Gail Jean Plemmons took her last breath at her home Dec. 30, 2019, in Columbia. She was born Feb. 14, 1950, in Springfield, Missouri.
Gail inherited a fierce love from her mother, Mary Butler Plemmons, and a jovial positivity from her father, Ray L. Plemmons. Gail was a stellar student, attending Strafford public schools and graduating from Strafford High School. After becoming a registered nurse at Burge School of Nursing in 1971, she worked in a psychiatric hospital. That program ended and she moved to St. Louis, continuing psychiatric nursing.
Gail met her soulmate, Brian Page, in 1976 in St. Louis. They moved to rural southwest Michigan enjoying a “back to earth” lifestyle, and were married Oct. 3, 1981. Gail balanced that with working in a women’s clinic. She joined a group of environmentalists, who successfully prevented the Allegan Forest from being clear-cut. She joined the Valley Alliance of Kalamazoo, Michigan, working to stop nuclear proliferation. In the late 1970s, Gail took on the leading role in “Alice in Blunderland,” which pointed out the lunacy of nuclear war and weapons.
Gail and Brian returned to Missouri in 1985, moving to Columbia. They missed family and needed to come back. She realized Columbia’s need for recycling and, with two others, initiated meetings with Columbia Public Works to create a program that would divert recyclables from landfilling. She was hired as the director of Physicians for Social Responsibility, working to end nuclear proliferation. Gail, Susan Morse and Linda Harlan founded Parenting for Peace and Justice in Columbia. As a team they helped families learn peacemaking skills and conducted many conflict resolution workshops.
Gail’s interest in sustainability and social justice lead her to employment and/or volunteer work at True North-Women’s Shelter, Columbia Central Neighborhoods Sustainability, NORML (for medical marijuana), Native Plants Society, Columbia Center for Urban Agriculture, Unity Center of Columbia and paraprofessional/classroom aiding at Benton, Fairview and Grant elementary schools.
Gail was an active member of Columbia’s West Ash Neighborhood Association. One of her favorite events was the annual Pollinator Days to spread the word on native plants and their benefits. She picked up trash and recyclables when she walked around town, “keeping plastic and other junk out of the streams.” She moved other peoples’ discards at the curb to the “free store,” for “better exposure” curbside in front of her house.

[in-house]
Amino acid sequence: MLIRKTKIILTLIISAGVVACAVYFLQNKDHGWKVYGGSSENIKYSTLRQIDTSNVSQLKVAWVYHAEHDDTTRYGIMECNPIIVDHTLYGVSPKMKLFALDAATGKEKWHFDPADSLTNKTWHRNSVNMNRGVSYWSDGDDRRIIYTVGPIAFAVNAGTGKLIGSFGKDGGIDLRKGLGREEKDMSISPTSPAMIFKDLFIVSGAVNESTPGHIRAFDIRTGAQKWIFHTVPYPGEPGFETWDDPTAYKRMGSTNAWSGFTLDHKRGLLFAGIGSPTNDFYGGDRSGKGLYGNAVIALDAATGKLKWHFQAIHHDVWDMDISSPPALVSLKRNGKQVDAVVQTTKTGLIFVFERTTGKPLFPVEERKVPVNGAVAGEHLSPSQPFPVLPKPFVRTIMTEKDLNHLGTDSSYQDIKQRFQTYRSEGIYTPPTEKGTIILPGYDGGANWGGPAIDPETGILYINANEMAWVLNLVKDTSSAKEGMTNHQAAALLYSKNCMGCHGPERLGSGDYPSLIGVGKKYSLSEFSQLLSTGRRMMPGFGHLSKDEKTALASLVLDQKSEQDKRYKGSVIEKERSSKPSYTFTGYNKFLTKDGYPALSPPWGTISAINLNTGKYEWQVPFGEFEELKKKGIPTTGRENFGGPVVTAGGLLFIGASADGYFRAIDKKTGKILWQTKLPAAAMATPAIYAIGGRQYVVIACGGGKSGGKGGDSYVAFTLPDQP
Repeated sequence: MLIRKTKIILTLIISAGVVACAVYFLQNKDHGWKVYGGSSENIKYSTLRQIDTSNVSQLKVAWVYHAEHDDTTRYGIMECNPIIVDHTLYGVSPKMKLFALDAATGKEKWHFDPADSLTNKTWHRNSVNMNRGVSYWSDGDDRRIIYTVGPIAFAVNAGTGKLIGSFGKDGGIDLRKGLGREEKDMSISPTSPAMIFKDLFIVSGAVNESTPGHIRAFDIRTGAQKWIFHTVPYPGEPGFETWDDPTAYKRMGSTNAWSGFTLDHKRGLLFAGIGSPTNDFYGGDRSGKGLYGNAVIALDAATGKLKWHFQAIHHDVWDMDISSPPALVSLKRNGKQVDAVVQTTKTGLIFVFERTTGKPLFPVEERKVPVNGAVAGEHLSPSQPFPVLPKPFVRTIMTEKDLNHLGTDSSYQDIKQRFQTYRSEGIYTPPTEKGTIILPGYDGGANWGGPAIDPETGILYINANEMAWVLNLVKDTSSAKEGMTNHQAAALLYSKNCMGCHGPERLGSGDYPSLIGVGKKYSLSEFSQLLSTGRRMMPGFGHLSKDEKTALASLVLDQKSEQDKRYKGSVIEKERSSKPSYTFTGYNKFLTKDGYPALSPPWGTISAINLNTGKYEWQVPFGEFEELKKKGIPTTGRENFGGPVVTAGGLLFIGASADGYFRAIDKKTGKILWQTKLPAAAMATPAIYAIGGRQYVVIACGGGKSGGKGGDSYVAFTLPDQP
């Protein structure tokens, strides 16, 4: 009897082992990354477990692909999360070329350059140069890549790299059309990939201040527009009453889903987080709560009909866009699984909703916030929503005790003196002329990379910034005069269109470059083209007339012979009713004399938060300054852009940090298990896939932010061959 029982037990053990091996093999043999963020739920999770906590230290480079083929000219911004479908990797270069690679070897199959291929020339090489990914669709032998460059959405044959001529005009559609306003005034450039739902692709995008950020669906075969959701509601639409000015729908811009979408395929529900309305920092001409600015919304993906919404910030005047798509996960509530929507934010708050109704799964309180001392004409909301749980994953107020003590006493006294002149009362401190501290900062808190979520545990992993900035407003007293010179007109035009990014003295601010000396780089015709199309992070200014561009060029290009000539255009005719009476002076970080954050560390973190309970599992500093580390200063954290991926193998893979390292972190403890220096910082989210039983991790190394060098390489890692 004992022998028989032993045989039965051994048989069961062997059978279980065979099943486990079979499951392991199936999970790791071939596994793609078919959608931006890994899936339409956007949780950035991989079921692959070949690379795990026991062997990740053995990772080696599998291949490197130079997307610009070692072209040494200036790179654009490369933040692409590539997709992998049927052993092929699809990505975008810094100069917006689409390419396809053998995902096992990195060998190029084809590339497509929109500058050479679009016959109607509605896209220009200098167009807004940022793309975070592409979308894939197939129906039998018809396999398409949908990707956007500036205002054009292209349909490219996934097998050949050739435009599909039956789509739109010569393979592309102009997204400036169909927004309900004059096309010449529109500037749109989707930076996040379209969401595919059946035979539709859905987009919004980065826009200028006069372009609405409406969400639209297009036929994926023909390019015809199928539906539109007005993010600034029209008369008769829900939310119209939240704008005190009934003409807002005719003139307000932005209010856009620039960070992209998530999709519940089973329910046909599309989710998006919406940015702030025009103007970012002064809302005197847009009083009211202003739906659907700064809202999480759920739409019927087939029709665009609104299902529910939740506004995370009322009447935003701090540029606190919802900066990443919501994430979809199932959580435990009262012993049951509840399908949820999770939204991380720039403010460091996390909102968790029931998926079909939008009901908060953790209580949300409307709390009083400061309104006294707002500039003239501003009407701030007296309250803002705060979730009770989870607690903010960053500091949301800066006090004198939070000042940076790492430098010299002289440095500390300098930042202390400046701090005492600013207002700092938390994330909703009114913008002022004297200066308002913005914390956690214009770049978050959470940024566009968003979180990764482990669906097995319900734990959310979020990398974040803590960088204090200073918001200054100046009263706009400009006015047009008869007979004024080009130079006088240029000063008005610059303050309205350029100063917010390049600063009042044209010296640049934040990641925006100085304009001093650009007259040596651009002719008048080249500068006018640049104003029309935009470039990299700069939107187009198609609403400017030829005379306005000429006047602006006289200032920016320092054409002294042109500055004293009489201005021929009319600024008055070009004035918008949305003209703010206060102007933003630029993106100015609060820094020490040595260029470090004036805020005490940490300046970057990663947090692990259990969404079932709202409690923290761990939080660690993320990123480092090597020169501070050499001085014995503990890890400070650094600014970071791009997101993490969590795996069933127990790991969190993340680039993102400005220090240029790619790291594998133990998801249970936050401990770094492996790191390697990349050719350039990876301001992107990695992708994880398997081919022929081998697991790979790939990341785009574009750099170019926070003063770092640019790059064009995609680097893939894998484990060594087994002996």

In 1990, Gail and Brian opened Mixed Company Coffee House on Walnut Street in downtown Columbia. From 1990 to 1995, they ran a beloved place where people could come out of the weather into a welcoming atmosphere. All people were welcomed as customers, and many stayed all day drinking good coffee and eating good food. The decor was a mix of recycled furniture and wall art. It was aptly described as “Mediterranean on the Prairie.”
Gail’s artistic expressions included singing in the Quorus Choir and Universal Dances for Peace. She co-directed and performed in three plays: “Alice in Blunderland” in 1987, “The Night Thoreau Spent in Jail” in 1988 and “Beloved Friend” in 1989. These were done for Peace Perspective sponsored by MU’s Peace Studies Department.
Gail is survived by her husband, Brian Page, of Columbia; stepson Christopher Page of Sacramento, California; sister Janet Plemmons of Springfield, Missouri; brothers David and wife Susan and son Evan Plemmons of Republic, Missouri, Ron Plemmons and wife Teena Bryan of St. Petersburg, Florida, and Michael Plemmons (Akemi) of Okinawa, Japan. Gail is also survived by nieces April and husband Kent Stephens of Strafford, Missouri, and Debi Toyozato, sons Kaito and Ukito and husband John Moore of East Stroudsburg, Pennsylvania; as well as numerous cousins.
Following her wishes, Gail was laid to rest with a sacred green burial Jan. 2 at Columbia Cemetery. Family and friends appreciate the exceptional assistance of Heartland Cremation & Burial Society. A memorial celebration of Gail’s life will be held at Unity Center of Columbia on a date to be announced later.
Gail developed a “passionate compassion” for the homeless. A GoFundMe campaign has been established to help fulfill Gail’s dream of year-round living quarters for the homeless and address some of their immediate needs. Donations in memory of Gail may be made to GoFundMe.com: search Gail Plemmons, or in care of Brian Page, email@example.com.